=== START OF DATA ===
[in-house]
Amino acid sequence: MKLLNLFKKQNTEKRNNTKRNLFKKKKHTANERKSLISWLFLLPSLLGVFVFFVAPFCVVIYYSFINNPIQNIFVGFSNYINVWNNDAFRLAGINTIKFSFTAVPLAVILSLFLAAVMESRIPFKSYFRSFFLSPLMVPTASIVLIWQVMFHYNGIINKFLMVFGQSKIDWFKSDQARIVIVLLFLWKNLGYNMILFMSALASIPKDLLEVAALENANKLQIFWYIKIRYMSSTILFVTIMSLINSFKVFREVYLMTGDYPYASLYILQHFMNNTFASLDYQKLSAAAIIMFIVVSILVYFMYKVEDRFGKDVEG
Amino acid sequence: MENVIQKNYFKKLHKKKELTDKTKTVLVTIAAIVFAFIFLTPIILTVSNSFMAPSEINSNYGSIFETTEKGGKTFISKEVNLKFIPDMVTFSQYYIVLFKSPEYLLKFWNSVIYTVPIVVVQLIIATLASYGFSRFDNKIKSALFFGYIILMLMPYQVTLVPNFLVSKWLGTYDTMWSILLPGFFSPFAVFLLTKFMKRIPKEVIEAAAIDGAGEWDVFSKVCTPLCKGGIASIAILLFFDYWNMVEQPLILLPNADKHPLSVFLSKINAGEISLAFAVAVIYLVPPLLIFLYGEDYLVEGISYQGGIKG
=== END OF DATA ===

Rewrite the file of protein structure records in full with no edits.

[in-house]
Amino acid sequence: MKLLNLFKKQNTEKRNNTKRNLFKKKKHTANERKSLISWLFLLPSLLGVFVFFVAPFCVVIYYSFINNPIQNIFVGFSNYINVWNNDAFRLAGINTIKFSFTAVPLAVILSLFLAAVMESRIPFKSYFRSFFLSPLMVPTASIVLIWQVMFHYNGIINKFLMVFGQSKIDWFKSDQARIVIVLLFLWKNLGYNMILFMSALASIPKDLLEVAALENANKLQIFWYIKIRYMSSTILFVTIMSLINSFKVFREVYLMTGDYPYASLYILQHFMNNTFASLDYQKLSAAAIIMFIVVSILVYFMYKVEDRFGKDVEG
Amino acid sequence: MENVIQKNYFKKLHKKKELTDKTKTVLVTIAAIVFAFIFLTPIILTVSNSFMAPSEINSNYGSIFETTEKGGKTFISKEVNLKFIPDMVTFSQYYIVLFKSPEYLLKFWNSVIYTVPIVVVQLIIATLASYGFSRFDNKIKSALFFGYIILMLMPYQVTLVPNFLVSKWLGTYDTMWSILLPGFFSPFAVFLLTKFMKRIPKEVIEAAAIDGAGEWDVFSKVCTPLCKGGIASIAILLFFDYWNMVEQPLILLPNADKHPLSVFLSKINAGEISLAFAVAVIYLVPPLLIFLYGEDYLVEGISYQGGIKG